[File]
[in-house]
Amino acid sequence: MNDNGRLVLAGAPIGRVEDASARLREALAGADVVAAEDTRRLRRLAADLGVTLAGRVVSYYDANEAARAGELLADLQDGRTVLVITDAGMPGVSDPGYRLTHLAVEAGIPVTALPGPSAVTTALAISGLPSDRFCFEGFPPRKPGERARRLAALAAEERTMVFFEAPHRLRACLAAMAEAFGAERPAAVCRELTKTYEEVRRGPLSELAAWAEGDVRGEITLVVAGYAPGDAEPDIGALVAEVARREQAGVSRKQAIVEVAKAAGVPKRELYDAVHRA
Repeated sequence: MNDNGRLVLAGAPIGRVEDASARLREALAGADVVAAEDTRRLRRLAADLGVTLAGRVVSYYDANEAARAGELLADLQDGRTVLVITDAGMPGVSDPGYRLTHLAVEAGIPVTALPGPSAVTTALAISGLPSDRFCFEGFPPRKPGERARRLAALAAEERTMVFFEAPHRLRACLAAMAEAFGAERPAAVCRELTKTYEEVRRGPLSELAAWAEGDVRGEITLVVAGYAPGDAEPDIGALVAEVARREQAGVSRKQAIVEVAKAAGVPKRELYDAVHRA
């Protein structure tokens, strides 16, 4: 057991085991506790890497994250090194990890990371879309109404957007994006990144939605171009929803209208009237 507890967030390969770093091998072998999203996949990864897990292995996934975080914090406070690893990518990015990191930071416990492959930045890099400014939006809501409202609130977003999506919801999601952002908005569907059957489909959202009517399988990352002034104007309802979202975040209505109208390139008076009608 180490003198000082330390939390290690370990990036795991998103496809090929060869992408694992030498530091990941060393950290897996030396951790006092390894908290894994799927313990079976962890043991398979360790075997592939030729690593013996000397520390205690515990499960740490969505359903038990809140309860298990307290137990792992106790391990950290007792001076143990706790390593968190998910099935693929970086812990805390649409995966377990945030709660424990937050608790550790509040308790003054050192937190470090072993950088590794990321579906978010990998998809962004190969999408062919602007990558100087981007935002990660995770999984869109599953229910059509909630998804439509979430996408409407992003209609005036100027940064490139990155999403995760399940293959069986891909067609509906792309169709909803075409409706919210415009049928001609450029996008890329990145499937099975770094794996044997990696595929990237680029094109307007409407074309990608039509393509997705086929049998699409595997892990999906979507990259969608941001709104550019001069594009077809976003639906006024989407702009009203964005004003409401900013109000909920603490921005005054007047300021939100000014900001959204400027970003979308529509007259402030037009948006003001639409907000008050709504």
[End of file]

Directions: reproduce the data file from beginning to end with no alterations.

[in-house]
Amino acid sequence: MNDNGRLVLAGAPIGRVEDASARLREALAGADVVAAEDTRRLRRLAADLGVTLAGRVVSYYDANEAARAGELLADLQDGRTVLVITDAGMPGVSDPGYRLTHLAVEAGIPVTALPGPSAVTTALAISGLPSDRFCFEGFPPRKPGERARRLAALAAEERTMVFFEAPHRLRACLAAMAEAFGAERPAAVCRELTKTYEEVRRGPLSELAAWAEGDVRGEITLVVAGYAPGDAEPDIGALVAEVARREQAGVSRKQAIVEVAKAAGVPKRELYDAVHRA
Repeated sequence: MNDNGRLVLAGAPIGRVEDASARLREALAGADVVAAEDTRRLRRLAADLGVTLAGRVVSYYDANEAARAGELLADLQDGRTVLVITDAGMPGVSDPGYRLTHLAVEAGIPVTALPGPSAVTTALAISGLPSDRFCFEGFPPRKPGERARRLAALAAEERTMVFFEAPHRLRACLAAMAEAFGAERPAAVCRELTKTYEEVRRGPLSELAAWAEGDVRGEITLVVAGYAPGDAEPDIGALVAEVARREQAGVSRKQAIVEVAKAAGVPKRELYDAVHRA
């Protein structure tokens, strides 16, 4: 057991085991506790890497994250090194990890990371879309109404957007994006990144939605171009929803209208009237 507890967030390969770093091998072998999203996949990864897990292995996934975080914090406070690893990518990015990191930071416990492959930045890099400014939006809501409202609130977003999506919801999601952002908005569907059957489909959202009517399988990352002034104007309802979202975040209505109208390139008076009608 180490003198000082330390939390290690370990990036795991998103496809090929060869992408694992030498530091990941060393950290897996030396951790006092390894908290894994799927313990079976962890043991398979360790075997592939030729690593013996000397520390205690515990499960740490969505359903038990809140309860298990307290137990792992106790391990950290007792001076143990706790390593968190998910099935693929970086812990805390649409995966377990945030709660424990937050608790550790509040308790003054050192937190470090072993950088590794990321579906978010990998998809962004190969999408062919602007990558100087981007935002990660995770999984869109599953229910059509909630998804439509979430996408409407992003209609005036100027940064490139990155999403995760399940293959069986891909067609509906792309169709909803075409409706919210415009049928001609450029996008890329990145499937099975770094794996044997990696595929990237680029094109307007409407074309990608039509393509997705086929049998699409595997892990999906979507990259969608941001709104550019001069594009077809976003639906006024989407702009009203964005004003409401900013109000909920603490921005005054007047300021939100000014900001959204400027970003979308529509007259402030037009948006003001639409907000008050709504």